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The Lebrecht Weekly


Visit every week to read Norman Lebrecht's latest column. [Index]

Could Silver Fox, the manager of maestros, be losing his grip?

By Norman Lebrecht / January 24, 2001

The changing tides in artist management

FAMILIARITY can breed many things, none more pernicious than passive acceptance of power. For 70 years, America's classical music business has been dominated by a huge management agency, Columbia Artists (CAMI), whose head office is menacingly situated opposite Carnegie Hall.

For the past 30 years, CAMI's president, Ronald Wilford, has effectively monopolised the conductor market. The shadowy Wilford, known as the Silver Fox, has more than 100 batons on his books - as well as 800 singers and 300 instrumentalists. He has made millionaires of maestros by slashing the time they spend with orchestras, which has had the effect of simultaneously draining the musical economy and diminishing artistic leadership.

Wilford, 73, has ruled the rostrum so rigidly and for so long that stick-watchers, myself included, assumed that he was up to his usual backroom tricks in the current round of musical chairs. We assumed wrong. Of the Big Five orchestras, only Boston seems likely to engage a Wilford conductor - a sign that the ringmaster is losing his grip.

The first hint of decay came four months ago, when Alec Treuhaft, a senior vice-president and Wilford protege, walked out of CAMI to join IMG Artists, the modest musical wing of Mark McCormack's sporting empire. Treuhaft is not the first such defector, but the manner of his going, and the assets that went with him, were significant.

Among the dozen CAMI artists who will join Treuhaft at IMG are Renee Fleming, America's favourite diva, the counter-tenor David Daniels and the busy soprano Susan Graham. It can take 10 years for an agent to build a singer's career and another five before star fees come cashing in. "This is a marginal business," said one insider. "You lose one artist and you're upset. You lose three stars and you're in trouble."

Treuhaft has refused to discuss precise reasons for leaving CAMI, but colleagues say he was dismayed at Wilford's inability to cede control to younger partners. "I didn't leave with a whole lot of glee; I have a lot of affection for Ronald," Treuhaft told me. "I did it because I didn't see a future for the company. There was an atrophying of possibilities."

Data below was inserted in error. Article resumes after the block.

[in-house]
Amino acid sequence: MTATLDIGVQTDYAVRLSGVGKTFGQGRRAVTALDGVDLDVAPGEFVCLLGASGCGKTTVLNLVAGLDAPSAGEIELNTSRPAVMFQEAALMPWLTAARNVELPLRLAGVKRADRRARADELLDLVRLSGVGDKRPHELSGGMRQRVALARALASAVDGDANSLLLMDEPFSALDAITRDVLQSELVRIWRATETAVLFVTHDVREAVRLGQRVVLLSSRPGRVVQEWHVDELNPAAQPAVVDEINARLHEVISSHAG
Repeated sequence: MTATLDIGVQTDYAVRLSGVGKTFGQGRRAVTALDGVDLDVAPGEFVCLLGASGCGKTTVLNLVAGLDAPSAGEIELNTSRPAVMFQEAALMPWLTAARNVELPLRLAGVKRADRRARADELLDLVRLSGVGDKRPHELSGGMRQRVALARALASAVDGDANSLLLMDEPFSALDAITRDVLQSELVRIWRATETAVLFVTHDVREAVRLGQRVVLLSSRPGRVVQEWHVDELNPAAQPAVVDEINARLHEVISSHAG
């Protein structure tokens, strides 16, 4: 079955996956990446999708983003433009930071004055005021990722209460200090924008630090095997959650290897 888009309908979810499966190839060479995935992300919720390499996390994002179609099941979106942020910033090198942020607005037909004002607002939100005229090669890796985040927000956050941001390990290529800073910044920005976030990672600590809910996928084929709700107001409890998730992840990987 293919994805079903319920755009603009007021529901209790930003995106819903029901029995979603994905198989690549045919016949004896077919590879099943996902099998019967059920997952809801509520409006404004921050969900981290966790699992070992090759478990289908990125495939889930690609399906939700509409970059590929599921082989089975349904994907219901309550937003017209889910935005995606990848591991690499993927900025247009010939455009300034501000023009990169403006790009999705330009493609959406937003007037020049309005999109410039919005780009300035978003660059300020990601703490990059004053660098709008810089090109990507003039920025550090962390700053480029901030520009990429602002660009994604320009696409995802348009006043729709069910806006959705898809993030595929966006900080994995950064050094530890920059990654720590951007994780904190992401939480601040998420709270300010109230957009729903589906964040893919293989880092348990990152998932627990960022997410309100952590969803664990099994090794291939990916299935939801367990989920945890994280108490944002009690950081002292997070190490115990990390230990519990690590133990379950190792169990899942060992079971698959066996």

At least two more CAMI chiefs are said to want out. Wilford has responded by yielding his president's title to Tim Fox, 44, but he has retained his roles as chairman and chief executive and can veto any decision as the majority shareholder. "I have no intention of retiring or anything like that," he assured the New York Times, which tamely reported that all is well at CAMI.

It is patently not. Recent months have witnessed steady erosion. Krystian Zimerman, the illustrious pianist, signed up with David Foster, a former CAMI man, at ICM; the soprano Angela Gheorghiou placed her US career with Jack Mastroianni, another ex-CAMI agent who handles Cecilia Bartoli. The Vienna Philharmonic Orchestra, a cherished Wilford client, removed its US tours from CAMI.

These were painful blows, but the real damage was being done in the paddock where Wilford keeps his prize conductors. Riccardo Muti was the first to break out, choosing Foster in place of Wilford to negotiate on his behalf with the New York Philharmonic Orchestra, which was seeking to replace Kurt Masur.

Masur, said to be furious at Wilford's failure to secure him an extra term in New York, was next to go. Two months ago, he sent a circular around the music business declaring himself a free agent - free of CAMI.

His fellow-German Christoph Eschenbach stormed out after apparently accusing Wilford of not doing enough to land him the Cleveland Orchestra. Eschenbach switched to Foster, who sleekly got him Philadelphia. Insiders said the orchestra's management found it easier to engage Eschenbach through a different agent; it was the first time in 70 years that Philadelphia had bought its music director from anyone but CAMI.

Wilford has bluffly denied any alarm and insists that any artist who leaves him is readily replaced. However, in the podium paddock, only Daniele Gatti and Christian Thielemann of the younger conductors have enlisted with him. The man who has gripped the world's batons like a wheatsheaf since the LP era is starting to resemble a lion in winter, unable to lead a restive pack.

All of which ought to give cause for satisfaction, if not outright rejoicing, among musicians and managers who paid Wilford's inflationary fees and put up with his homely wisdom all these years because there was no better maestro source. Two orchestral managers have told me privately that they no longer feel the need to take his calls. But others the world over are fearful of what might follow should CAMI crack up. They have grown used to buying artists from one store and are wary of upstart boutiques. As with communism, the music world has grown so used to tyranny, it cannot imagine a life without it.

17 January 2001: Baton handover
15 November 1997: Maestros and their millions

Visit every week to read Norman Lebrecht's latest column. [Index]




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